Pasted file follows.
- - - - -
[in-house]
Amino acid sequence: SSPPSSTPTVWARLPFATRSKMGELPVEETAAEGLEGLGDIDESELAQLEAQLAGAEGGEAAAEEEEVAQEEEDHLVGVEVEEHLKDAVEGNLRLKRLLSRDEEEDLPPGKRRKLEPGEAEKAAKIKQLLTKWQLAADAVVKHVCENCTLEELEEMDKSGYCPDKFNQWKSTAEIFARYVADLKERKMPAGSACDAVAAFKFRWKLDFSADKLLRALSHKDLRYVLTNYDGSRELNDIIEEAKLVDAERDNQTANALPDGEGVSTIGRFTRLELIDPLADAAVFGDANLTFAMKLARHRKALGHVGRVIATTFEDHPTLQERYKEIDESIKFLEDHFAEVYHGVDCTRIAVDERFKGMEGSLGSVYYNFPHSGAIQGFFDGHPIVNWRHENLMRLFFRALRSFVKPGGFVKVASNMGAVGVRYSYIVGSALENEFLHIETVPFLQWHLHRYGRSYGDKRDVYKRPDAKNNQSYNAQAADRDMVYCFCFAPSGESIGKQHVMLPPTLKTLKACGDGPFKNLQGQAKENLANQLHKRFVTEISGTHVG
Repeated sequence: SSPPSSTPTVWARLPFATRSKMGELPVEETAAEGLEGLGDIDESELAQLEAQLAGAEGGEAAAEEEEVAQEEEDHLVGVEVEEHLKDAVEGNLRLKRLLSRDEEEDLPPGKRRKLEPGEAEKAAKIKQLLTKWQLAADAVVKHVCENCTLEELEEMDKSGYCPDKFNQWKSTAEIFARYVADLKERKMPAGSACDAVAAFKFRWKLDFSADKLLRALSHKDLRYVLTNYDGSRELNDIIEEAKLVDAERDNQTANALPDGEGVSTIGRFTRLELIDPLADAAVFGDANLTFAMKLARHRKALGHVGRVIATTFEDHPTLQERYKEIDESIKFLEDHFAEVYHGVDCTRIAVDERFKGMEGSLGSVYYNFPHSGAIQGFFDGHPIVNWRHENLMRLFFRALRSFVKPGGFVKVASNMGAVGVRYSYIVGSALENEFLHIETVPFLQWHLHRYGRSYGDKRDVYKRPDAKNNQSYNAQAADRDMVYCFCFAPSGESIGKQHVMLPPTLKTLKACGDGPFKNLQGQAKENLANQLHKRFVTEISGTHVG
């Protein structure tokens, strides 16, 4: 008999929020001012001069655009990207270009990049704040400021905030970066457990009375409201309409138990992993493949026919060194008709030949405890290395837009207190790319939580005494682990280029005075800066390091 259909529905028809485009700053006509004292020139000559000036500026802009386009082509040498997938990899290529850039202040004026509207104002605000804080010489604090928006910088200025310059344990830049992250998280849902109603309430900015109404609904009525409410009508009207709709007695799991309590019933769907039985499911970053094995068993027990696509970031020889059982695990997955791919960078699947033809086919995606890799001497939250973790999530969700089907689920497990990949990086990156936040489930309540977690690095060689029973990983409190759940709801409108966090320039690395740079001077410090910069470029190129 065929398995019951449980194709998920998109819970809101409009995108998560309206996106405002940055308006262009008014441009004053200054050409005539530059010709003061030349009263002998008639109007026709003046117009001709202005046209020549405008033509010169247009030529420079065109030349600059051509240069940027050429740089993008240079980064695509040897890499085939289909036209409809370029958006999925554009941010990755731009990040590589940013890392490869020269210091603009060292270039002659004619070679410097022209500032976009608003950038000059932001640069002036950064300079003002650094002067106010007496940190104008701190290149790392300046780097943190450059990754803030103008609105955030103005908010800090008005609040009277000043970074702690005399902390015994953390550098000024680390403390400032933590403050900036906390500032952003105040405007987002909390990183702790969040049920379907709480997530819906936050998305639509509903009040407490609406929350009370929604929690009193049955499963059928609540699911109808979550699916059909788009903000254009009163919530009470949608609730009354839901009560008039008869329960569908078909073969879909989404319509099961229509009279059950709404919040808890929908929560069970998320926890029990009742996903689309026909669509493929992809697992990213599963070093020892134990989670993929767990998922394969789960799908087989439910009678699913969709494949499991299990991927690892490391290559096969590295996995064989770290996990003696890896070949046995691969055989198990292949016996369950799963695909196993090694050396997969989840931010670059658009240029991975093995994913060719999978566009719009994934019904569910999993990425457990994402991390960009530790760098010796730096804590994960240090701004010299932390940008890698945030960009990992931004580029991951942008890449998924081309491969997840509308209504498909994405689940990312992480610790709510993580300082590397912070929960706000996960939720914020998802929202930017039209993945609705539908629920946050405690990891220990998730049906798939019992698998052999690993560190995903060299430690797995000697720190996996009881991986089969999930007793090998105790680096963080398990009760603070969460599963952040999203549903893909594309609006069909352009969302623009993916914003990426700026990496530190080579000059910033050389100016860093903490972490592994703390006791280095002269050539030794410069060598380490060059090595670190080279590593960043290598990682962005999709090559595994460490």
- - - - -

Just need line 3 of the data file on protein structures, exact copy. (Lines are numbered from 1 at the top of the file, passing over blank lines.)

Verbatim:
Repeated sequence: SSPPSSTPTVWARLPFATRSKMGELPVEETAAEGLEGLGDIDESELAQLEAQLAGAEGGEAAAEEEEVAQEEEDHLVGVEVEEHLKDAVEGNLRLKRLLSRDEEEDLPPGKRRKLEPGEAEKAAKIKQLLTKWQLAADAVVKHVCENCTLEELEEMDKSGYCPDKFNQWKSTAEIFARYVADLKERKMPAGSACDAVAAFKFRWKLDFSADKLLRALSHKDLRYVLTNYDGSRELNDIIEEAKLVDAERDNQTANALPDGEGVSTIGRFTRLELIDPLADAAVFGDANLTFAMKLARHRKALGHVGRVIATTFEDHPTLQERYKEIDESIKFLEDHFAEVYHGVDCTRIAVDERFKGMEGSLGSVYYNFPHSGAIQGFFDGHPIVNWRHENLMRLFFRALRSFVKPGGFVKVASNMGAVGVRYSYIVGSALENEFLHIETVPFLQWHLHRYGRSYGDKRDVYKRPDAKNNQSYNAQAADRDMVYCFCFAPSGESIGKQHVMLPPTLKTLKACGDGPFKNLQGQAKENLANQLHKRFVTEISGTHVG